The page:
“Columbus is the epitome of a transformational leader. When I arrived at the agency in 2017, there were hardly any women or minorities in the agency with considerable decision-making authority, despite the demographical composition of the neighborhoods we serve,” says URA Deputy Director Diamonte Walker. “His keen understanding of strategic HR and commitment to racial and gender equity have been integral to my becoming the first African American woman to serve as Deputy Director in the agency's 74-year history.”
“What I’m really proud of is when we walk into the Directors Meeting and everyone is represented. One time I told Robert (then Executive Director), to ‘Look at our table,’ and Robert smiled. I said ‘Look, we accomplished this,’” says Brooks.
Brooks had the URA bring in Exstare Federal Services Group to produce an MWBE Program report on the agency. Through that report came the recommendation to hire an MWBE professional. Diamonte Walker was originally hired as the URA’s MWBE Program Officer in June 2017 and created a strong MWBE Program to advance the growth, development, and success of minority and women-owned firms in Pittsburgh.
As a result of these new HR practices, more minorities and women were hired and promoted between 2017 and 2018. He admits, the URA is now the most diverse place he’s worked.
“I am thoroughly enjoying watching the diverse intergenerational staff interact and learn from each other. To me, that’s equity and it’s my favorite thing to see every day here,” says Brooks.
Brooks followed Exstare’s recommendation to hire an Equity and Inclusion Coordinator. Maya Fews came to the URA through the Pulse Program to coordinate the development, implementation, and measurement of the URA’s diversity, equity and inclusion efforts.
Exstare also conducted a Racial Equity Assessment by surveying staff, holding focus groups, and talking to Pittsburgh residents. The final report was published in July 2018 and Brooks began implementing the recommendations. This included three major trainings for URA staff: Implicit Bias, Personal and Social Identity, and Structural Racism.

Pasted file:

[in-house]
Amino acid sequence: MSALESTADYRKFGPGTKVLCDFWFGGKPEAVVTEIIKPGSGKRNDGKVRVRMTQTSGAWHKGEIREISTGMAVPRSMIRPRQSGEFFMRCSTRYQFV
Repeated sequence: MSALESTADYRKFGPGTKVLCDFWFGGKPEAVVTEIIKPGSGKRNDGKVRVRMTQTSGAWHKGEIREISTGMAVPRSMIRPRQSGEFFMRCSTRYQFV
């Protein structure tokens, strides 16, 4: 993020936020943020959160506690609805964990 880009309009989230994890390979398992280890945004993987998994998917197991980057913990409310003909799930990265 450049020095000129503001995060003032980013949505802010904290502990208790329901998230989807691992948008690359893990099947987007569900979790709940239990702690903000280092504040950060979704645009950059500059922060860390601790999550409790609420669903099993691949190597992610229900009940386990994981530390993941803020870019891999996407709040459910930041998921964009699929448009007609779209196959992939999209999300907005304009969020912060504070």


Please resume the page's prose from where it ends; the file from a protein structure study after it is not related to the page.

In 2018, he also recommended URA staff join the Government Alliance on Race and Equity (GARE), a national network of government working to achieve racial equity and advance opportunities for all.
“Being a part of GARE has given us the tools to place racial equity at the forefront of our thinking and creates additional opportunities to collaborate with the City and the County on advancing racial equity,” says Fews.
Today, the URA is a more diverse and equitable organization than in the past, largely in part because of Brooks.
“The agency owes him a debt of gratitude for helping to make the URA a better place to work for all,” says Walker.
In addition to new internal practices, the creation and implementation of such programs as the Micro-Enterprise Loan and the Housing Opportunity Fund are helping to advance inclusion in the City of Pittsburgh’s growth.
Brooks plans to continue to provide education, conduct follow up assessments, administer previous trainings for new hires and refresher courses for current employees, and bring in new trainings for staff. Within a year or so, the URA hopes to do a benchmark assessment from 2017.